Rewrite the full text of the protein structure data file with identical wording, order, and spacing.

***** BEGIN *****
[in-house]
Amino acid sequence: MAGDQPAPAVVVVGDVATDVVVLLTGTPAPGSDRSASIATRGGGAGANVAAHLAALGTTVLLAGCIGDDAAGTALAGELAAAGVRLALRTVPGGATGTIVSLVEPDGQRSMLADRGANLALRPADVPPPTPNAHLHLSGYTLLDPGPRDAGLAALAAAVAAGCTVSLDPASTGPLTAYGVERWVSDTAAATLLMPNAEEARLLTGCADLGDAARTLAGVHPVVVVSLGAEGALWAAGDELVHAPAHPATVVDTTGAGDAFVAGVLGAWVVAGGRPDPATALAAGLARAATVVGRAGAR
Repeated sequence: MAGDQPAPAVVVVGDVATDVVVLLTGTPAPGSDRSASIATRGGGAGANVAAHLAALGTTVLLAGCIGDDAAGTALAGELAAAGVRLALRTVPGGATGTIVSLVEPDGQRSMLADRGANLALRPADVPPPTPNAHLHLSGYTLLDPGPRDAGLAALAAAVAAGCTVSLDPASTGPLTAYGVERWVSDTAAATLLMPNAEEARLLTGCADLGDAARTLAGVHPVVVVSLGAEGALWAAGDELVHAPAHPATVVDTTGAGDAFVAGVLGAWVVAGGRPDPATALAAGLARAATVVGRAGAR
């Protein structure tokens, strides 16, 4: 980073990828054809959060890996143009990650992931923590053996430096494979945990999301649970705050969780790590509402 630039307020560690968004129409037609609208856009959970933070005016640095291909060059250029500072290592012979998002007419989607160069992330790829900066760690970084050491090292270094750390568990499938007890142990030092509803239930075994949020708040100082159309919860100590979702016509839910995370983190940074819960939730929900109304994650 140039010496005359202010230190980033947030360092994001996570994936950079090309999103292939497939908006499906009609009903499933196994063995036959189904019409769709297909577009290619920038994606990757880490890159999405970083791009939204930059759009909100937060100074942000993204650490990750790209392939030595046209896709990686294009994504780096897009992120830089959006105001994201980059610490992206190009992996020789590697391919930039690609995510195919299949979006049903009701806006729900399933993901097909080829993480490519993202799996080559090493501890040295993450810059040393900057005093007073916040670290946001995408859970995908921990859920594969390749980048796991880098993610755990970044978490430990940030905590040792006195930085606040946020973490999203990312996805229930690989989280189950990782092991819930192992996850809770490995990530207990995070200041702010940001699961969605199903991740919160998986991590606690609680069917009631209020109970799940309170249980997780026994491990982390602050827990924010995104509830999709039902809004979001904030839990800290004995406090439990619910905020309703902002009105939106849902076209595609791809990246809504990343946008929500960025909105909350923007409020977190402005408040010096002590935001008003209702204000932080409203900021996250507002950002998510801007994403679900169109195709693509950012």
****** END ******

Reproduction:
[in-house]
Amino acid sequence: MAGDQPAPAVVVVGDVATDVVVLLTGTPAPGSDRSASIATRGGGAGANVAAHLAALGTTVLLAGCIGDDAAGTALAGELAAAGVRLALRTVPGGATGTIVSLVEPDGQRSMLADRGANLALRPADVPPPTPNAHLHLSGYTLLDPGPRDAGLAALAAAVAAGCTVSLDPASTGPLTAYGVERWVSDTAAATLLMPNAEEARLLTGCADLGDAARTLAGVHPVVVVSLGAEGALWAAGDELVHAPAHPATVVDTTGAGDAFVAGVLGAWVVAGGRPDPATALAAGLARAATVVGRAGAR
Repeated sequence: MAGDQPAPAVVVVGDVATDVVVLLTGTPAPGSDRSASIATRGGGAGANVAAHLAALGTTVLLAGCIGDDAAGTALAGELAAAGVRLALRTVPGGATGTIVSLVEPDGQRSMLADRGANLALRPADVPPPTPNAHLHLSGYTLLDPGPRDAGLAALAAAVAAGCTVSLDPASTGPLTAYGVERWVSDTAAATLLMPNAEEARLLTGCADLGDAARTLAGVHPVVVVSLGAEGALWAAGDELVHAPAHPATVVDTTGAGDAFVAGVLGAWVVAGGRPDPATALAAGLARAATVVGRAGAR
């Protein structure tokens, strides 16, 4: 980073990828054809959060890996143009990650992931923590053996430096494979945990999301649970705050969780790590509402 630039307020560690968004129409037609609208856009959970933070005016640095291909060059250029500072290592012979998002007419989607160069992330790829900066760690970084050491090292270094750390568990499938007890142990030092509803239930075994949020708040100082159309919860100590979702016509839910995370983190940074819960939730929900109304994650 140039010496005359202010230190980033947030360092994001996570994936950079090309999103292939497939908006499906009609009903499933196994063995036959189904019409769709297909577009290619920038994606990757880490890159999405970083791009939204930059759009909100937060100074942000993204650490990750790209392939030595046209896709990686294009994504780096897009992120830089959006105001994201980059610490992206190009992996020789590697391919930039690609995510195919299949979006049903009701806006729900399933993901097909080829993480490519993202799996080559090493501890040295993450810059040393900057005093007073916040670290946001995408859970995908921990859920594969390749980048796991880098993610755990970044978490430990940030905590040792006195930085606040946020973490999203990312996805229930690989989280189950990782092991819930192992996850809770490995990530207990995070200041702010940001699961969605199903991740919160998986991590606690609680069917009631209020109970799940309170249980997780026994491990982390602050827990924010995104509830999709039902809004979001904030839990800290004995406090439990619910905020309703902002009105939106849902076209595609791809990246809504990343946008929500960025909105909350923007409020977190402005408040010096002590935001008003209702204000932080409203900021996250507002950002998510801007994403679900169109195709693509950012």